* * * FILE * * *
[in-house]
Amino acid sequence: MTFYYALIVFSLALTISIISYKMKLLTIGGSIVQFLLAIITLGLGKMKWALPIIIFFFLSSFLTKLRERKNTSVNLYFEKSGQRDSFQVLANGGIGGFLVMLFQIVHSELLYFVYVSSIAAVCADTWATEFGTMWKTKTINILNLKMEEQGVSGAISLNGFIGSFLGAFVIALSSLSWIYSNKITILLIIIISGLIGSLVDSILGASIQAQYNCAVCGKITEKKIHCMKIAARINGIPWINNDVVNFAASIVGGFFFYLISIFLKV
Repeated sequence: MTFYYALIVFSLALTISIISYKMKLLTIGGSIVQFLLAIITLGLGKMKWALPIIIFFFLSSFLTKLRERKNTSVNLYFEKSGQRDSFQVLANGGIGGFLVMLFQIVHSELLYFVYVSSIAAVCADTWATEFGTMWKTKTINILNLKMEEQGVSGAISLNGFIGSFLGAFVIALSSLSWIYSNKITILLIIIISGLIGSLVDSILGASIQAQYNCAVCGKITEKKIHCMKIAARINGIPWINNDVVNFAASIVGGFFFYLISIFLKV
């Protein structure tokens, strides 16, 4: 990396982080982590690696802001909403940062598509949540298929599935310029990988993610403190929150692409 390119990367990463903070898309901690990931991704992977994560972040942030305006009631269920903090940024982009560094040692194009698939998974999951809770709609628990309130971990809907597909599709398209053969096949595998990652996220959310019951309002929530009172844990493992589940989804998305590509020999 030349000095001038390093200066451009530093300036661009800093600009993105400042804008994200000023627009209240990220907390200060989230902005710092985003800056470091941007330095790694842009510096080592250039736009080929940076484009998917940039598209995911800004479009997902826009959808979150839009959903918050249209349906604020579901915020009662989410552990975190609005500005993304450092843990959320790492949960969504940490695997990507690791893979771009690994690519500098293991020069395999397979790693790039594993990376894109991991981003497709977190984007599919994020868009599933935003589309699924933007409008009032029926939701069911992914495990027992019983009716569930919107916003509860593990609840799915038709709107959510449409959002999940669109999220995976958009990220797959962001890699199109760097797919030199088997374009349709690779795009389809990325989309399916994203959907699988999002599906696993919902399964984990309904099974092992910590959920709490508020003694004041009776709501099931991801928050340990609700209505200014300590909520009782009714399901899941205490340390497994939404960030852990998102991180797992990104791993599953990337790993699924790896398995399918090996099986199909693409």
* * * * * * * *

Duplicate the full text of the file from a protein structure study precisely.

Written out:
[in-house]
Amino acid sequence: MTFYYALIVFSLALTISIISYKMKLLTIGGSIVQFLLAIITLGLGKMKWALPIIIFFFLSSFLTKLRERKNTSVNLYFEKSGQRDSFQVLANGGIGGFLVMLFQIVHSELLYFVYVSSIAAVCADTWATEFGTMWKTKTINILNLKMEEQGVSGAISLNGFIGSFLGAFVIALSSLSWIYSNKITILLIIIISGLIGSLVDSILGASIQAQYNCAVCGKITEKKIHCMKIAARINGIPWINNDVVNFAASIVGGFFFYLISIFLKV
Repeated sequence: MTFYYALIVFSLALTISIISYKMKLLTIGGSIVQFLLAIITLGLGKMKWALPIIIFFFLSSFLTKLRERKNTSVNLYFEKSGQRDSFQVLANGGIGGFLVMLFQIVHSELLYFVYVSSIAAVCADTWATEFGTMWKTKTINILNLKMEEQGVSGAISLNGFIGSFLGAFVIALSSLSWIYSNKITILLIIIISGLIGSLVDSILGASIQAQYNCAVCGKITEKKIHCMKIAARINGIPWINNDVVNFAASIVGGFFFYLISIFLKV
């Protein structure tokens, strides 16, 4: 990396982080982590690696802001909403940062598509949540298929599935310029990988993610403190929150692409 390119990367990463903070898309901690990931991704992977994560972040942030305006009631269920903090940024982009560094040692194009698939998974999951809770709609628990309130971990809907597909599709398209053969096949595998990652996220959310019951309002929530009172844990493992589940989804998305590509020999 030349000095001038390093200066451009530093300036661009800093600009993105400042804008994200000023627009209240990220907390200060989230902005710092985003800056470091941007330095790694842009510096080592250039736009080929940076484009998917940039598209995911800004479009997902826009959808979150839009959903918050249209349906604020579901915020009662989410552990975190609005500005993304450092843990959320790492949960969504940490695997990507690791893979771009690994690519500098293991020069395999397979790693790039594993990376894109991991981003497709977190984007599919994020868009599933935003589309699924933007409008009032029926939701069911992914495990027992019983009716569930919107916003509860593990609840799915038709709107959510449409959002999940669109999220995976958009990220797959962001890699199109760097797919030199088997374009349709690779795009389809990325989309399916994203959907699988999002599906696993919902399964984990309904099974092992910590959920709490508020003694004041009776709501099931991801928050340990609700209505200014300590909520009782009714399901899941205490340390497994939404960030852990998102991180797992990104791993599953990337790993699924790896398995399918090996099986199909693409």